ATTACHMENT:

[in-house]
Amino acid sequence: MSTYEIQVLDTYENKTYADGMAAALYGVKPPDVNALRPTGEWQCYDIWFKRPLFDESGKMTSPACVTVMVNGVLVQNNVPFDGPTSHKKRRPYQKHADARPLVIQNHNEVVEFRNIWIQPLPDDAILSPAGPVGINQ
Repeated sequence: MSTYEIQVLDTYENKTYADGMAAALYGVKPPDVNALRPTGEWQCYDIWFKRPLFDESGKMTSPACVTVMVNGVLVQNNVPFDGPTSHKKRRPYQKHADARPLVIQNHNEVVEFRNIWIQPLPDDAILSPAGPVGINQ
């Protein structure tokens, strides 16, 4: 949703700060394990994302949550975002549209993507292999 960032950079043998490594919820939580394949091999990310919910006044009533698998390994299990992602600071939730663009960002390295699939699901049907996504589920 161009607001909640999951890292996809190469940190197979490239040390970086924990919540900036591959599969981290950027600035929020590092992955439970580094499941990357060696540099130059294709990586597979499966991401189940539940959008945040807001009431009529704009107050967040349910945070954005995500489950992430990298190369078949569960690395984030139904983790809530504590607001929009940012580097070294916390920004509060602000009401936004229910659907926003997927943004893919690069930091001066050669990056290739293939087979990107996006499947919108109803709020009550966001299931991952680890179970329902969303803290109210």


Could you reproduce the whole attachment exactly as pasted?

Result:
[in-house]
Amino acid sequence: MSTYEIQVLDTYENKTYADGMAAALYGVKPPDVNALRPTGEWQCYDIWFKRPLFDESGKMTSPACVTVMVNGVLVQNNVPFDGPTSHKKRRPYQKHADARPLVIQNHNEVVEFRNIWIQPLPDDAILSPAGPVGINQ
Repeated sequence: MSTYEIQVLDTYENKTYADGMAAALYGVKPPDVNALRPTGEWQCYDIWFKRPLFDESGKMTSPACVTVMVNGVLVQNNVPFDGPTSHKKRRPYQKHADARPLVIQNHNEVVEFRNIWIQPLPDDAILSPAGPVGINQ
């Protein structure tokens, strides 16, 4: 949703700060394990994302949550975002549209993507292999 960032950079043998490594919820939580394949091999990310919910006044009533698998390994299990992602600071939730663009960002390295699939699901049907996504589920 161009607001909640999951890292996809190469940190197979490239040390970086924990919540900036591959599969981290950027600035929020590092992955439970580094499941990357060696540099130059294709990586597979499966991401189940539940959008945040807001009431009529704009107050967040349910945070954005995500489950992430990298190369078949569960690395984030139904983790809530504590607001929009940012580097070294916390920004509060602000009401936004229910659907926003997927943004893919690069930091001066050669990056290739293939087979990107996006499947919108109803709020009550966001299931991952680890179970329902969303803290109210």